by Edward L. Haletky

Can Virtualization Improve Security?

Jun 12, 20083 mins

For some IT shops, virtualization gives a false sense of security. The same threats from the physical world still apply in the virtual world.

A common misconception is that the virtualization of a server will alleviate all the normal concerns of running the system in question.

This misconception implies that virtualization provides a miraculous shield to all virtual machines that will eliminate downtime caused by security vulnerabilities and application errors.

This is not the case. All virtualization does is remove from the mix the vagaries of hardware—not the inherent software problems that exist within applications and even operating systems.

However, it could improve security.

Some aspects of VMware Infrastructure 3 keep certain network switch attacks from occurring within the virtual environment employing VMware ESX. This protection does not occur when using VMware Server, Xen, or any other virtualization tool, that does not employ virtual switches.

In its default state, VMware ESX will also prevent the creation of virtual machines that can sniff traffic destined for other virtual machines or even the physical network.

But is this really adding more protection to the virtual environment than you can already find within normal physical switches?

In some cases yes; in others no.

High-end Cisco physical switches include the ability to disable sniffing for systems connected to the switch or to sniff traffic addressed to other systems. They also protect against the same kinds of attacks virtual switches can stop.

These switches also protect against the switch attacks a virtual switch counters. That provides at least some level of immediate protection, even for low-end physical switches that lack defenses themselves.

Nor does virtualization protect against viruses, spybots, rootkits, man in the middle, or denial of service attacks, to name just a few.

Virtualization software does not even provide firewalls to protect a VM from external threats. Those firewalls either need to be physical, created as additional virtual machines, or installed in each VM using a software firewall.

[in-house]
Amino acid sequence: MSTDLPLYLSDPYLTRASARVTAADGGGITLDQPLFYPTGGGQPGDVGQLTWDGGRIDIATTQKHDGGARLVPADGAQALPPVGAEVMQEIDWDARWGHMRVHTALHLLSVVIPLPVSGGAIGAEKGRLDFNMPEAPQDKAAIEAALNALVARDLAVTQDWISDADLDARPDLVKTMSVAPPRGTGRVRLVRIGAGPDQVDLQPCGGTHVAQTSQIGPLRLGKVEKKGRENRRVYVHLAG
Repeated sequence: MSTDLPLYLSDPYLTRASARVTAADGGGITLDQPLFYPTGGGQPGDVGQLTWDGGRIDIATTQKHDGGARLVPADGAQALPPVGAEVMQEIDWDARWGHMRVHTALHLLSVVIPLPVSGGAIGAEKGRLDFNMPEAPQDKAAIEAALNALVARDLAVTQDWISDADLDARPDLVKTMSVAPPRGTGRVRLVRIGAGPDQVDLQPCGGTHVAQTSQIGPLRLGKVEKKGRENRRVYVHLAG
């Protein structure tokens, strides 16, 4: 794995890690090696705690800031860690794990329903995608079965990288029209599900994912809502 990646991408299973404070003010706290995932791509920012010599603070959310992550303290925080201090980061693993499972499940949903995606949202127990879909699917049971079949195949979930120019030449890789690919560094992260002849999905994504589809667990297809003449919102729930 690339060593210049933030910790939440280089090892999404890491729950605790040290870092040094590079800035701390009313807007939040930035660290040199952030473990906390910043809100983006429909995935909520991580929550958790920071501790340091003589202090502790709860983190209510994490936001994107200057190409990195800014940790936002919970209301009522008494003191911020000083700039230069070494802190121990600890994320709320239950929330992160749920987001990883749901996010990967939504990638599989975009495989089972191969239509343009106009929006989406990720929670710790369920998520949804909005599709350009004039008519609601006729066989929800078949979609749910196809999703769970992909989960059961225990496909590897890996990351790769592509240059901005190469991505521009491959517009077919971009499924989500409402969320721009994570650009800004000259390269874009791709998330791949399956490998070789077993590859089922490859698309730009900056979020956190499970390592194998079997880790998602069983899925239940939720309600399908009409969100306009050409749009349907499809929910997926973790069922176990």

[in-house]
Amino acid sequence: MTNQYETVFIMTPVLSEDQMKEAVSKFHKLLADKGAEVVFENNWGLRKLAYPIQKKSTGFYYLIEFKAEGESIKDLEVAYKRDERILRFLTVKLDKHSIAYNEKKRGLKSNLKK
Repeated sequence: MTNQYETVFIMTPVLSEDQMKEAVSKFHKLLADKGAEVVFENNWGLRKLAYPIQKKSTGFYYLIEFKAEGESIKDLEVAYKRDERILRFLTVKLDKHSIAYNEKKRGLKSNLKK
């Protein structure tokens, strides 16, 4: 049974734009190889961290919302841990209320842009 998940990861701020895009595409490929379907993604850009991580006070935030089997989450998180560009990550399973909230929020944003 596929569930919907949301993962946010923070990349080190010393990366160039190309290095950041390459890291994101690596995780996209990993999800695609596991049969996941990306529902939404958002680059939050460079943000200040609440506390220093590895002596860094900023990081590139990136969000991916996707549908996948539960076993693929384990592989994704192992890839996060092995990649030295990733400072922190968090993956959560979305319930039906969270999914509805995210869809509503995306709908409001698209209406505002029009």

Just like every other piece of attractive hardware or software, virtual-server infrastructures are constantly being researched by hackers, crackers and predators hoping to find a vulnerability that will let them into a whole series of virtual and physical servers.

Currently that silver-bullet vulnerability doesn’t exist (or isn’t known) for the VMware ESX host. But you cannot depend on one not turning up. Adequate security means constant vigilance.

With the advent of VMware VMsafe it is possible that vendors will add various capabilities into the VMware Virtual Infrastructure, but the default install does not provide much in the way of additional protections.

Currently, virtualization does not improve security. Virtualization, instead, gives a false sense of safety that does not exist. The same threats that exist in the physical world still exist in the virtual world.

Virtualization expert Edward L. Haletky is the author of “VMWare ESX Server in the Enterprise: Planning and Securing Virtualization Servers,” Pearson Education (2008.) He recently left Hewlett-Packard, where he worked in the Virtualization, Linux, and High-Performance Technical Computing teams. Haletky owns AstroArch Consulting, providing virtualization, security, and network consulting and development. Haletky is also a champion and moderator for the VMware discussion forums, providing answers to security and configuration questions.